Medicare is individual insurance. It doesn't cover spouses or dependents. You may become eligible to receive Medicare benefits based on any one of the following.
You’re 65 years old. You must be 65—your spouse’s age doesn’t count.
You’re under 65 and have a qualifying disability. Medicare eligibility begins after 24 months of receiving Social Security disability benefits.
You are any age and have end-stage renal disease (ESRD) or amyotrophic lateral sclerosis (ALS). There are special Medicare eligibility rules for people with these conditions.
For most people, the first time you can enroll in Medicare is around your 65th birthday. You can also qualify to enroll in Medicare with a qualifying disability or medical condition.
For disability, you'll be eligible for Medicare after you've received disability benefits for 24 months.
For a qualifying medical condition such as Lou Gehrig's disease (ALS) or end-stage renal disease (ESRD), eligibility dates are calculated differently.
You should be automatically enrolled in Medicare Part A and Part B if you are receiving Social Security or Railroad Retirement Board benefits when you become eligible. You'll receive your Medicare card in the mail.
You need to enroll in Medicare yourself if you aren't receiving Social Security benefits when you become eligible. Go to or on the home page of this web site toward the bottom of the page you will see enroll in Medicare.
You will be enrolled automatically in Original Medicare Parts A and B if:
You will get your Medicare card in the mail a few months before your 65th birthday or before your 25th month of getting disability benefits. You’ll get it immediately if you have ALS.
Keeping the card means you accept Original Medicare Part A and Part B coverage. You also agree to pay Part B premiums. (If you live in Puerto Rico, you need to enroll yourself in Part B; it’s not automatic.)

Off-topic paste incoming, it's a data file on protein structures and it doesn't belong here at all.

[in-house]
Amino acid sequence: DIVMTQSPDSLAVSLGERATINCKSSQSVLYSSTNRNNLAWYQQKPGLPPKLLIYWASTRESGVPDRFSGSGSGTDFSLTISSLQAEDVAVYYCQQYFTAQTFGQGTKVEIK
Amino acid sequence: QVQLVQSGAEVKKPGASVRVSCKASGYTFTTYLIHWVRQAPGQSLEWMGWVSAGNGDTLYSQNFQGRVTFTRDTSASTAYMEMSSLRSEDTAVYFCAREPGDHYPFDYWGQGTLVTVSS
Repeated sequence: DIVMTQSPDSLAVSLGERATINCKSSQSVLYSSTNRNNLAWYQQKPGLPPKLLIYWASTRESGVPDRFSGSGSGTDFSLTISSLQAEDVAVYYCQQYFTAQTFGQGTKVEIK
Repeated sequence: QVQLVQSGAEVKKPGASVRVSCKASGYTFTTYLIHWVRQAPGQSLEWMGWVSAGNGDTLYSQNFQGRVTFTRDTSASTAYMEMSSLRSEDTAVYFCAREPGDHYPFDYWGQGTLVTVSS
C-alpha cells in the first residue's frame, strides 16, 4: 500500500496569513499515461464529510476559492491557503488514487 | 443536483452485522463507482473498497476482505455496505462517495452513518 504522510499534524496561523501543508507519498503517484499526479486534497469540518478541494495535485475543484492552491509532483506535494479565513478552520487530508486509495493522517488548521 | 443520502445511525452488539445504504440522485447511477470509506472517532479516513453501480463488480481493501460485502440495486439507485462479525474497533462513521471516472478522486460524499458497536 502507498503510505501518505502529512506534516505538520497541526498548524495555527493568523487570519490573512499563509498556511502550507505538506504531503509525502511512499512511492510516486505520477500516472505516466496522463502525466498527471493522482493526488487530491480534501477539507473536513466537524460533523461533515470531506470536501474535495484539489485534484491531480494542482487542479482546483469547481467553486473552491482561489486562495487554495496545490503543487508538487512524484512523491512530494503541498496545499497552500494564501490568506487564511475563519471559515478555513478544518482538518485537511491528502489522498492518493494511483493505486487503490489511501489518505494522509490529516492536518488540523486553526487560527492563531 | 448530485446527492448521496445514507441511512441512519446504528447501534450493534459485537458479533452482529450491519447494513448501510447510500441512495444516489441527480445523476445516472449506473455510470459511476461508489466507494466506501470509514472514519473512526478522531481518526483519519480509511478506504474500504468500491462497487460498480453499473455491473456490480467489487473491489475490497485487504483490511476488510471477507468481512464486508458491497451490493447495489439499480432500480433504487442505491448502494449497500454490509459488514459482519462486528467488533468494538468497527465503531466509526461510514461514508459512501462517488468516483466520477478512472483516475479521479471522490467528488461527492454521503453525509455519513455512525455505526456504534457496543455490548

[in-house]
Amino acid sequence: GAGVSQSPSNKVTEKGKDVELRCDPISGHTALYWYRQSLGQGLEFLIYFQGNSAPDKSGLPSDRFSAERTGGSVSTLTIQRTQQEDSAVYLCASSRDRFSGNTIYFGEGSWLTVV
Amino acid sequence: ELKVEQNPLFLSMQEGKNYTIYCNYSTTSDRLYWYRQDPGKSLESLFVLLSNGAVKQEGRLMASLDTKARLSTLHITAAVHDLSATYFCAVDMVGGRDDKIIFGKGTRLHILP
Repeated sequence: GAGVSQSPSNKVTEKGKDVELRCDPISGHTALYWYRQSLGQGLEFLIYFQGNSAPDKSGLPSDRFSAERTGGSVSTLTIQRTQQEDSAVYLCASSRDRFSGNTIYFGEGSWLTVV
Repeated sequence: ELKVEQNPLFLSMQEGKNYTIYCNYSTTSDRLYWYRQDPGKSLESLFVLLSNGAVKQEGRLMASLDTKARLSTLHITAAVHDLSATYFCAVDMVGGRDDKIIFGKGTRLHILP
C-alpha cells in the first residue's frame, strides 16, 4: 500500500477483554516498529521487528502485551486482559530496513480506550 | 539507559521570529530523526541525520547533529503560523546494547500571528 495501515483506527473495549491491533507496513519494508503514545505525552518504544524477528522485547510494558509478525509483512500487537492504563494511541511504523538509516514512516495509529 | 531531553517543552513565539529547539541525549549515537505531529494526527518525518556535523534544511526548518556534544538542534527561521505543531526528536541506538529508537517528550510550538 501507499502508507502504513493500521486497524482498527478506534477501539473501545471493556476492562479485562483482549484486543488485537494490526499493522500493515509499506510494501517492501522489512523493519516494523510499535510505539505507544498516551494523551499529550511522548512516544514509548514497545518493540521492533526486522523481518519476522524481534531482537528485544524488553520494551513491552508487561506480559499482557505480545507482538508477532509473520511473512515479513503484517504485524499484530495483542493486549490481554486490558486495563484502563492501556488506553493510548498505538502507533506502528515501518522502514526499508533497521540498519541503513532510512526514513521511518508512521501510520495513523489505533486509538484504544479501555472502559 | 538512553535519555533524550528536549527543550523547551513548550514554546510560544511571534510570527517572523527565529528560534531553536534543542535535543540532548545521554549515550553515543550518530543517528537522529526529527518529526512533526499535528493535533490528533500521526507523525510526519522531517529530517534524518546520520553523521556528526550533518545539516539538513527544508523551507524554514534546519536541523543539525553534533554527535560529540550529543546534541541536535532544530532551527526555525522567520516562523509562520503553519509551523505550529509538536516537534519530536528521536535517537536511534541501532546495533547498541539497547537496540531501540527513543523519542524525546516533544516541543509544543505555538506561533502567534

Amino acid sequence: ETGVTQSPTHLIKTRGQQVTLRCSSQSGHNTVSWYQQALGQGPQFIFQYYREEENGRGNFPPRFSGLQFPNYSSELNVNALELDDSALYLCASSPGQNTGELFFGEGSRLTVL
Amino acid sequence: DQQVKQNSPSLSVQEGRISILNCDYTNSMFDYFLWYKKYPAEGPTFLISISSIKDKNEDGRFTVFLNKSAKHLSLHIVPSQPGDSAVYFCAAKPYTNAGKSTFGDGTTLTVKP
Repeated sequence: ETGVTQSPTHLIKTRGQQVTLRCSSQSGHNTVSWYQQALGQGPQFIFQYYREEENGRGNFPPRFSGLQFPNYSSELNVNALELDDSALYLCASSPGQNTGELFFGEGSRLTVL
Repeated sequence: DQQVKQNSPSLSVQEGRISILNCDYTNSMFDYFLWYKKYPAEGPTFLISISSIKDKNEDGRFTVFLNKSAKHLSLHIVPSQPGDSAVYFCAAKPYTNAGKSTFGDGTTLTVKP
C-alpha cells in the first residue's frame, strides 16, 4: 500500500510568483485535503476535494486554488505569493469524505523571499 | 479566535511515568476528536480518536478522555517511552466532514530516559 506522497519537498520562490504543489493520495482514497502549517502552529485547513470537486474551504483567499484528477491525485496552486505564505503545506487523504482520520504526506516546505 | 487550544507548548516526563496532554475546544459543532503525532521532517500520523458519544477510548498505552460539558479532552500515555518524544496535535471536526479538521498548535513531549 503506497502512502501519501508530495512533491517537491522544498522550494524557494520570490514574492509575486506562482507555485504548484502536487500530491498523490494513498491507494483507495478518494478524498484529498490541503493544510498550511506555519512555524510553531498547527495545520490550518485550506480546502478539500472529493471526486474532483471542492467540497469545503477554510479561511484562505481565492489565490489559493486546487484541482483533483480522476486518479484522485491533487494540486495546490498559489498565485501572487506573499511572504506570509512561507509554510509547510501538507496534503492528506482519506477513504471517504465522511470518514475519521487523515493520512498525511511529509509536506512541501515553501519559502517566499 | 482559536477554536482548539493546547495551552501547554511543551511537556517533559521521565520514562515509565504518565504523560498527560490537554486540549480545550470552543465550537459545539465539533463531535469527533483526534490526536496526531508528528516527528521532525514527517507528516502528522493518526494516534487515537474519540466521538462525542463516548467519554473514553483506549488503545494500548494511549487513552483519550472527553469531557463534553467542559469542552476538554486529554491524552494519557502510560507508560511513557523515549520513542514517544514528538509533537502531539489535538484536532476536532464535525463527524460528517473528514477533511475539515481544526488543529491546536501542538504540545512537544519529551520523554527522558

You must notify Medicare if you decide to refuse or delay Part B. You may want to do this if you have other health care coverage, such as through an employer or union. Follow the instructions on the back of your Medicare card.
Around your 65th birthday (or 25th disability check), you'll have a 7-month window of time when you can sign up for Medicare. It's called your Initial Enrollment Period – or IEP for short. Your IEP includes your 65th birthday month, the 3 months before and the 3 months after.
You have additional Medicare coverage options when you are enrolled in both Part A and Part B. These include Medicare and Medicare-related plans offered through private insurance companies.
If you have both Part A and Part B, you may choose to do one of the following:
Combine Par A, Part B and often prescription drug coverage (Part D). Some plans may offer additional benefits like coverage for routine vision and dental care.
Help pay for medications prescribed by a doctor or other health care professional.
Help pay some of the out-of-pocket costs that come with Original Medicare.
Medicare isn't free. The amount you'll pay depends on the coverage you choose and the health care services you receive. Medicare and most Medicare plans charge a month premiums. A premium is a fixed amount you pay for coverage.
You'll also pay a share of the cost for your care. There are tree methods of cost sharing:
A se amount you pay out of pocked for the coever4ed services before Medicare or you Medicare ;lan begins to pay.
A fixed amount you pay at the time you receive a covered service. Fo Example, you may pay $20 when you visit the doctor or $7 when you fill a subscription.
A percentage of you the cost for a covered service that you pay when you receive it. for Example, you may pay 20% and Medicare or your Medicare plan would pay the remaining portion.